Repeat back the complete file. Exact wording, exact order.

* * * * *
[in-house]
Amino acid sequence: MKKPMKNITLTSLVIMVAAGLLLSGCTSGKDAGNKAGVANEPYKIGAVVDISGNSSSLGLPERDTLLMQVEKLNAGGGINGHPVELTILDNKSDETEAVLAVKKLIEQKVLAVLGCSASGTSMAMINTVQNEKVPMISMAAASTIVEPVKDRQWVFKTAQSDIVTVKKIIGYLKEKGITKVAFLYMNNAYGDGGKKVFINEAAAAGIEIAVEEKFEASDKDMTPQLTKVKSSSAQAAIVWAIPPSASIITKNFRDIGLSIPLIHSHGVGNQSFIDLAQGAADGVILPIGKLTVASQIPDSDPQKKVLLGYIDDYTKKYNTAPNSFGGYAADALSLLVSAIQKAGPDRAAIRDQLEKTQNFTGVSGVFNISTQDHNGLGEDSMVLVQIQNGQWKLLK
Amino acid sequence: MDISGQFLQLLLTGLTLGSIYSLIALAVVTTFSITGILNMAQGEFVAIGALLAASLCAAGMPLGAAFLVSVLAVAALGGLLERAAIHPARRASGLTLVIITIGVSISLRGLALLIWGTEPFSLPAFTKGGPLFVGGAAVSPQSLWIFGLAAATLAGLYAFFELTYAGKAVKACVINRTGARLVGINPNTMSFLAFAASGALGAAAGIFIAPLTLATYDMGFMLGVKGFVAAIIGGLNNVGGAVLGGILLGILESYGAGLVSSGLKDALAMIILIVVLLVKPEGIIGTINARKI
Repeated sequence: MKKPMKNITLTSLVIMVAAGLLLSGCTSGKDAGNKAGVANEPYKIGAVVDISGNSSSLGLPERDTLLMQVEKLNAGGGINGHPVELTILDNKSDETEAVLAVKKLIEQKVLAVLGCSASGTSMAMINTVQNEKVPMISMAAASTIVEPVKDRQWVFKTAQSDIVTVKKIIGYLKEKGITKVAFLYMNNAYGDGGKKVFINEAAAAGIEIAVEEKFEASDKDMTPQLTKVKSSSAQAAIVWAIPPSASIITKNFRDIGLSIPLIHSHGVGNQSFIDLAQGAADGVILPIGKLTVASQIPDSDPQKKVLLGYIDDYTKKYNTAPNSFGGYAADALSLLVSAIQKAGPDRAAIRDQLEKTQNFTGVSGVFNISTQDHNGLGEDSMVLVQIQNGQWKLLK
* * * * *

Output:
[in-house]
Amino acid sequence: MKKPMKNITLTSLVIMVAAGLLLSGCTSGKDAGNKAGVANEPYKIGAVVDISGNSSSLGLPERDTLLMQVEKLNAGGGINGHPVELTILDNKSDETEAVLAVKKLIEQKVLAVLGCSASGTSMAMINTVQNEKVPMISMAAASTIVEPVKDRQWVFKTAQSDIVTVKKIIGYLKEKGITKVAFLYMNNAYGDGGKKVFINEAAAAGIEIAVEEKFEASDKDMTPQLTKVKSSSAQAAIVWAIPPSASIITKNFRDIGLSIPLIHSHGVGNQSFIDLAQGAADGVILPIGKLTVASQIPDSDPQKKVLLGYIDDYTKKYNTAPNSFGGYAADALSLLVSAIQKAGPDRAAIRDQLEKTQNFTGVSGVFNISTQDHNGLGEDSMVLVQIQNGQWKLLK
Amino acid sequence: MDISGQFLQLLLTGLTLGSIYSLIALAVVTTFSITGILNMAQGEFVAIGALLAASLCAAGMPLGAAFLVSVLAVAALGGLLERAAIHPARRASGLTLVIITIGVSISLRGLALLIWGTEPFSLPAFTKGGPLFVGGAAVSPQSLWIFGLAAATLAGLYAFFELTYAGKAVKACVINRTGARLVGINPNTMSFLAFAASGALGAAAGIFIAPLTLATYDMGFMLGVKGFVAAIIGGLNNVGGAVLGGILLGILESYGAGLVSSGLKDALAMIILIVVLLVKPEGIIGTINARKI
Repeated sequence: MKKPMKNITLTSLVIMVAAGLLLSGCTSGKDAGNKAGVANEPYKIGAVVDISGNSSSLGLPERDTLLMQVEKLNAGGGINGHPVELTILDNKSDETEAVLAVKKLIEQKVLAVLGCSASGTSMAMINTVQNEKVPMISMAAASTIVEPVKDRQWVFKTAQSDIVTVKKIIGYLKEKGITKVAFLYMNNAYGDGGKKVFINEAAAAGIEIAVEEKFEASDKDMTPQLTKVKSSSAQAAIVWAIPPSASIITKNFRDIGLSIPLIHSHGVGNQSFIDLAQGAADGVILPIGKLTVASQIPDSDPQKKVLLGYIDDYTKKYNTAPNSFGGYAADALSLLVSAIQKAGPDRAAIRDQLEKTQNFTGVSGVFNISTQDHNGLGEDSMVLVQIQNGQWKLLK